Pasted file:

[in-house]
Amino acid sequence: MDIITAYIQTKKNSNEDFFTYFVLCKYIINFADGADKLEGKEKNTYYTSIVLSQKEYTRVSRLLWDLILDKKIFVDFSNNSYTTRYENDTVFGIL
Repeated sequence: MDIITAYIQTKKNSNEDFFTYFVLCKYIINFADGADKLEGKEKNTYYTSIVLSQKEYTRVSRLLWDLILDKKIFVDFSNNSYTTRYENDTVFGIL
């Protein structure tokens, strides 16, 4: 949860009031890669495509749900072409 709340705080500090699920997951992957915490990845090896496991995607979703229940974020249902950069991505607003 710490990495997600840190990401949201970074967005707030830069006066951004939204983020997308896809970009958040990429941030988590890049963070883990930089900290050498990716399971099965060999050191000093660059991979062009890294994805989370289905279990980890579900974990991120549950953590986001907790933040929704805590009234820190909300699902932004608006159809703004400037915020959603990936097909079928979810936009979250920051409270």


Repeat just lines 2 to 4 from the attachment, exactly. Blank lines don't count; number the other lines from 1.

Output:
Amino acid sequence: MDIITAYIQTKKNSNEDFFTYFVLCKYIINFADGADKLEGKEKNTYYTSIVLSQKEYTRVSRLLWDLILDKKIFVDFSNNSYTTRYENDTVFGIL
Repeated sequence: MDIITAYIQTKKNSNEDFFTYFVLCKYIINFADGADKLEGKEKNTYYTSIVLSQKEYTRVSRLLWDLILDKKIFVDFSNNSYTTRYENDTVFGIL
């Protein structure tokens, strides 16, 4: 949860009031890669495509749900072409 709340705080500090699920997951992957915490990845090896496991995607979703229940974020249902950069991505607003 710490990495997600840190990401949201970074967005707030830069006066951004939204983020997308896809970009958040990429941030988590890049963070883990930089900290050498990716399971099965060999050191000093660059991979062009890294994805989370289905279990980890579900974990991120549950953590986001907790933040929704805590009234820190909300699902932004608006159809703004400037915020959603990936097909079928979810936009979250920051409270």